The overall objective of the WTO is to help its members use trade as a means to raise living standards, create jobs and improve people’s lives. The WTO operates the global system of trade rules and helps developing countries build their trade capacity. It also provides a forum for its members to negotiate trade agreements and to resolve the trade problems they face with each other.
While the WTO is driven by its member states, it could not function without its Secretariat to coordinate the activities. The Secretariat employs over 600 staff, and its experts — lawyers, economists, statisticians and communications experts — assist WTO members on a daily basis to ensure, among other things, that negotiations progress smoothly, and that the rules of international trade are correctly applied and enforced.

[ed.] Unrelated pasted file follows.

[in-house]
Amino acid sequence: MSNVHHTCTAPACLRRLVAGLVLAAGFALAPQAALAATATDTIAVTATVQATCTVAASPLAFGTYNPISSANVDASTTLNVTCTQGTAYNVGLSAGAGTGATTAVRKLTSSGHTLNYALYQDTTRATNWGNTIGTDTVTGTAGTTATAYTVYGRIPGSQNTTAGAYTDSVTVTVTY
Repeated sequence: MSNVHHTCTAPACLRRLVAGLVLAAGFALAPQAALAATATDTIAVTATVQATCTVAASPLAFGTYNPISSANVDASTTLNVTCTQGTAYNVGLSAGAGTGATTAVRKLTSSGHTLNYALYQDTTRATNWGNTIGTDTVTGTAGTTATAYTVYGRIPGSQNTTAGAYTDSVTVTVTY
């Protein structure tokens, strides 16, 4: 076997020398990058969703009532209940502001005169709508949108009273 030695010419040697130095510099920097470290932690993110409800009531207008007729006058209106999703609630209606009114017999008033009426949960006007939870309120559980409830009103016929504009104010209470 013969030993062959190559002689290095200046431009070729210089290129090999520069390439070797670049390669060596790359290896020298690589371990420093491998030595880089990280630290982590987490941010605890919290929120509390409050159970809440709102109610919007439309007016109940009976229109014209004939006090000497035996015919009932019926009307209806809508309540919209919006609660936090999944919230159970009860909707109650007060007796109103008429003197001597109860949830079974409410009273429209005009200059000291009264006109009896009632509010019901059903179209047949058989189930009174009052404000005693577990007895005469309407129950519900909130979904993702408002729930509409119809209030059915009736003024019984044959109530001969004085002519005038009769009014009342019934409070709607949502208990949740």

Its role is
The World Trade Organization (WTO) is an intergovernmental organization that regulates and facilitates international trade. With effective cooperation in the United Nations System, governments use the organization to establish, revise, and enforce the rules that govern international trade.
It officially commenced operations on 1 January 1995, pursuant to the 1994 Marrakesh Agreement, thus replacing the General Agreement on Tariffs and Trade (GATT) that had been established in 1948. The WTO is the world's largest international economic organization, with 164 member states representing over 98% of global trade and global GDP.
The WTO is headquartered in Geneva, Switzerland.
The WTO is not a UN agency.
Trade plays a critical role in ensuring access to medical goods and services. WTO therefore has an important influence on health issues.